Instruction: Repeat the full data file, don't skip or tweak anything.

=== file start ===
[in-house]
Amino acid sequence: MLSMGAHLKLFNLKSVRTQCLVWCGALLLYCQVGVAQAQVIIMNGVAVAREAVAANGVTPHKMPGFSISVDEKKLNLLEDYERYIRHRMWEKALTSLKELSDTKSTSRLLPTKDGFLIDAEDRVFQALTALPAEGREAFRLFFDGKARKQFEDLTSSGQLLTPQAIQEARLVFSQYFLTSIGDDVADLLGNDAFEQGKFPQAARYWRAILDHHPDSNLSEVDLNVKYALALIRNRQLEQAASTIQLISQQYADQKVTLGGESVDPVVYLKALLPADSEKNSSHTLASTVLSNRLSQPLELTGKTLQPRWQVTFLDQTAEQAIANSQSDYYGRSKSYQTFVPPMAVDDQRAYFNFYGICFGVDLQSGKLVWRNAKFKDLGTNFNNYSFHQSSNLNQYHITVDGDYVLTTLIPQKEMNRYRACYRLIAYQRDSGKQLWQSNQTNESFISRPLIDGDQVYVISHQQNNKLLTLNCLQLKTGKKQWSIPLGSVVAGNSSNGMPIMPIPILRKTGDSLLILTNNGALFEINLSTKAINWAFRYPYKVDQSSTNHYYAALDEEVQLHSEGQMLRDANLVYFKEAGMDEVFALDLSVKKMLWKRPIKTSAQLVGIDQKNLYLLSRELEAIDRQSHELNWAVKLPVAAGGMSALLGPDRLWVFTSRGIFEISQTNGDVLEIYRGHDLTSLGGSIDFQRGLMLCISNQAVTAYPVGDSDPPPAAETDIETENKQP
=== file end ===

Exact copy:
[in-house]
Amino acid sequence: MLSMGAHLKLFNLKSVRTQCLVWCGALLLYCQVGVAQAQVIIMNGVAVAREAVAANGVTPHKMPGFSISVDEKKLNLLEDYERYIRHRMWEKALTSLKELSDTKSTSRLLPTKDGFLIDAEDRVFQALTALPAEGREAFRLFFDGKARKQFEDLTSSGQLLTPQAIQEARLVFSQYFLTSIGDDVADLLGNDAFEQGKFPQAARYWRAILDHHPDSNLSEVDLNVKYALALIRNRQLEQAASTIQLISQQYADQKVTLGGESVDPVVYLKALLPADSEKNSSHTLASTVLSNRLSQPLELTGKTLQPRWQVTFLDQTAEQAIANSQSDYYGRSKSYQTFVPPMAVDDQRAYFNFYGICFGVDLQSGKLVWRNAKFKDLGTNFNNYSFHQSSNLNQYHITVDGDYVLTTLIPQKEMNRYRACYRLIAYQRDSGKQLWQSNQTNESFISRPLIDGDQVYVISHQQNNKLLTLNCLQLKTGKKQWSIPLGSVVAGNSSNGMPIMPIPILRKTGDSLLILTNNGALFEINLSTKAINWAFRYPYKVDQSSTNHYYAALDEEVQLHSEGQMLRDANLVYFKEAGMDEVFALDLSVKKMLWKRPIKTSAQLVGIDQKNLYLLSRELEAIDRQSHELNWAVKLPVAAGGMSALLGPDRLWVFTSRGIFEISQTNGDVLEIYRGHDLTSLGGSIDFQRGLMLCISNQAVTAYPVGDSDPPPAAETDIETENKQP